Wednesday, March 08, 2006

Euro "compassion" v. American "greed"

Fascinating article in the highly recommended Brussels Journal. The article originally appeared Sunday's Washington Times. The article claims that government spending per citizen in the US is actually about the same as in some of Europe's more notorious welfare states:

Last year the governments of the United States, Germany, France and Italy each spent a little less than $15,000 for each of their citizens (as measured on the basis of current-dollar purchasing-power parity). Each country financed government spending through a combination of taxes, fees and borrowing. (The deficits as a percent of gross domestic product (GDP) were: France 3.2, Germany 3.9, Italy 4.3, and the U.S. at 3.7.)

The article notes, however, that our spending is much less as a percentage of the US economy than is the spending of the German, French and Italian governments as a percentage of their economies. As the share of gross domestic product devoted to the government in these countries has increased, growth has diminished and each has become progressively less wealthy than the US:

Up to the early 1980s, European countries were growing faster than the U.S., but as expected their economic growth slowed sharply as taxes increased. In 1980, citizens of France, Germany and Italy had about 80 percent of the real purchasing power of their American cousins, but that has now fallen to about 70 percent. If present trends continue, with the American economy growing on average 2 percent faster per year than France, Germany and Italy, the average American will have twice the real purchasing power of his or her counterpart in France, Germany, and Italy in 20 years.

Paradoxically, over time the supposedly stronger commitment of these nations to social justice will result in less ability of their governments to provide for social needs:

Assuming the European governments continue to spend 51 percent of their GDP and grow at the same rate as they have for the last few years, in 2025, they will spend approximately $22,000 per citizen (in today’s dollars).

If the American economy continues growing 2 percent faster yearly than the Europeans, and if the U.S. government continues spending 36 percent of gross national product, actual government expenditures would average about $31,000 per person (or double that of today).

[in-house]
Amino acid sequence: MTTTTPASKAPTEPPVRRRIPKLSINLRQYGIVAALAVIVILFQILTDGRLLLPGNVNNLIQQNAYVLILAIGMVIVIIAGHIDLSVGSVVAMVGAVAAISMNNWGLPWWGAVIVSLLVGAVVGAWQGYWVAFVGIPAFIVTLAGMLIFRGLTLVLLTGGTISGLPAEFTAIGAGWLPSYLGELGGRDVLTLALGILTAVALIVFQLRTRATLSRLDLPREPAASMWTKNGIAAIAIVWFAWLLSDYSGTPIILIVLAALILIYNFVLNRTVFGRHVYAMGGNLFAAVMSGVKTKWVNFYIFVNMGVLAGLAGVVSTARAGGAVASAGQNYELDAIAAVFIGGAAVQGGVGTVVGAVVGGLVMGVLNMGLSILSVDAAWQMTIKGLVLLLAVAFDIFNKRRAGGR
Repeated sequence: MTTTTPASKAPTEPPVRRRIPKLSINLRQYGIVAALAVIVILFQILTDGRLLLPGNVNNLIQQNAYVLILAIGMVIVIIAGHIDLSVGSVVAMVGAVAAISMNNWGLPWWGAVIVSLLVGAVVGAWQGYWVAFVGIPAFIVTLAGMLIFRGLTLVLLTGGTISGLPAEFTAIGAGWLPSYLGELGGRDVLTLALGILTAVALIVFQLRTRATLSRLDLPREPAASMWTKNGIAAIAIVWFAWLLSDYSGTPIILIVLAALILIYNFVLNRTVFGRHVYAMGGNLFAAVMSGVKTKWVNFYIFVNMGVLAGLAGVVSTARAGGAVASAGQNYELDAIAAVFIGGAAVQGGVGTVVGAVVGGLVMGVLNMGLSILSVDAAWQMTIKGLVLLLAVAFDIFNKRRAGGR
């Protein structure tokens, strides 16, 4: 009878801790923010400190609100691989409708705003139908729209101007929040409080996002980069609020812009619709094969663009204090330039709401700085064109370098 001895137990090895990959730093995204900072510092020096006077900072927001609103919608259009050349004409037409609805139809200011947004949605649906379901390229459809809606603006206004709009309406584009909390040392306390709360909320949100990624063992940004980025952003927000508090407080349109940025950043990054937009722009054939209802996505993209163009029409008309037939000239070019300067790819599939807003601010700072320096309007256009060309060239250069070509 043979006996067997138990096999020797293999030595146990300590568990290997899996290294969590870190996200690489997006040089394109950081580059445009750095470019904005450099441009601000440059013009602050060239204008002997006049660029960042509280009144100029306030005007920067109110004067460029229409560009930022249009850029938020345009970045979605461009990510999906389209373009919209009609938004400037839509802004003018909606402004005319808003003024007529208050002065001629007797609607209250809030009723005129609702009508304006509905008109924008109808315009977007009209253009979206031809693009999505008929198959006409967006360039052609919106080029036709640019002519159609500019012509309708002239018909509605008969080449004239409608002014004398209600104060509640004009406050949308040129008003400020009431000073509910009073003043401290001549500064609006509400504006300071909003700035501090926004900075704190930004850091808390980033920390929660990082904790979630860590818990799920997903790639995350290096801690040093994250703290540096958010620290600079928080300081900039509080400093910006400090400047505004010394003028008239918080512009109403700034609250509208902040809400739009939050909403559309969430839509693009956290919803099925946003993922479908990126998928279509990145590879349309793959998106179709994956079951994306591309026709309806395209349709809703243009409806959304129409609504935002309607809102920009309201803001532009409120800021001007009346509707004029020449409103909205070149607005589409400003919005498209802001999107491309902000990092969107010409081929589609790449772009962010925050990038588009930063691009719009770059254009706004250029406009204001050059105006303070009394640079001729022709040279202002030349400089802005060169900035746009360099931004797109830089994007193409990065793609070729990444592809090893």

I don't think Christian conservatives can be indifferent to the lot of the poor, but liberals who care about equality and "compassion" can't afford to ignore the real world impact of their policies.

These numbers don't conclusively resolve questions about the optimal level of taxation, but they certainly are provocative

As this article asked, would you rather have half of a one pound pie or 1/3 of a two pound pie. Do the math. If you're not on a diet, the answer is clear.

3 comments:

helmut said...

Probably the euro welfare states are unsustainable over the long run, given their demographic trends, global competition, and their inability to integrate immigrants well.

But the Shepherd would probably advise you to adopt a more chastened view of America's success. America's average per capita income (GDP ppp) conceals a much larger degree of income inequality than is the case in the advanced European economies. Their distribution of income tends to be significantly more compact. As a result, poverty hits the poor harder here than there. People in Mequon tend to forget that.

Compare, for example, infant mortality rates here and there. For such a rich country, ours is scandalous. Note, also, that the IMR is higher in the red states, land of the Christian conservatives--who talk the talk of compassion but don't walk the walk when it comes to public policy.

And some euro cases beat us in virtually every indicator, including GDP per capita. Take a look at Norway.

Rick Esenberg said...

Helmut

The point I am making is that the degree of income inequality (which I agree is less pronounced in Europe) is not the end all and the be all.

I agree that some people in Mequon do forget a lot of important things. I'm trying not to.

Dad29 said...

For the last 10 years I have said that the level of taxation, in combination with the cost of regulatory compliance in the USA, has increasingly eaten into disposable income which could/should be sent to charities.

We could agree that the 'cost of living' in the USA has also been artificially pumped up by materialism; simply compare the size of a typical 1940's bungalow closet to the size of a typical 1990's closet...

But materialism is less and less affordable, too, as the costs-with-guns-to-enforce-them (tax/reg) continue to crawl upward.